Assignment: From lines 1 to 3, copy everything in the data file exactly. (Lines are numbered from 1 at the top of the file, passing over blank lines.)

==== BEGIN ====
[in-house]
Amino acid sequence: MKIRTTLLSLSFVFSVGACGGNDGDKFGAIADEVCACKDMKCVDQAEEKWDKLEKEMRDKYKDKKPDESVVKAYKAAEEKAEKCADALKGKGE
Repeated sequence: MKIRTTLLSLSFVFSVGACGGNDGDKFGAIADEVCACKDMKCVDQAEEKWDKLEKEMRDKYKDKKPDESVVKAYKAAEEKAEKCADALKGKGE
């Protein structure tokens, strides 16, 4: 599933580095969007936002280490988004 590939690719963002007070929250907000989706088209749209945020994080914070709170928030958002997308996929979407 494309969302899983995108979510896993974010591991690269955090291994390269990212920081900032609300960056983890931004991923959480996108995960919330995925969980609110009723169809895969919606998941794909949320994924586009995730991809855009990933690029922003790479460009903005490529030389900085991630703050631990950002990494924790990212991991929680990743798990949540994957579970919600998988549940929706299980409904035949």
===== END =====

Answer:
[in-house]
Amino acid sequence: MKIRTTLLSLSFVFSVGACGGNDGDKFGAIADEVCACKDMKCVDQAEEKWDKLEKEMRDKYKDKKPDESVVKAYKAAEEKAEKCADALKGKGE
Repeated sequence: MKIRTTLLSLSFVFSVGACGGNDGDKFGAIADEVCACKDMKCVDQAEEKWDKLEKEMRDKYKDKKPDESVVKAYKAAEEKAEKCADALKGKGE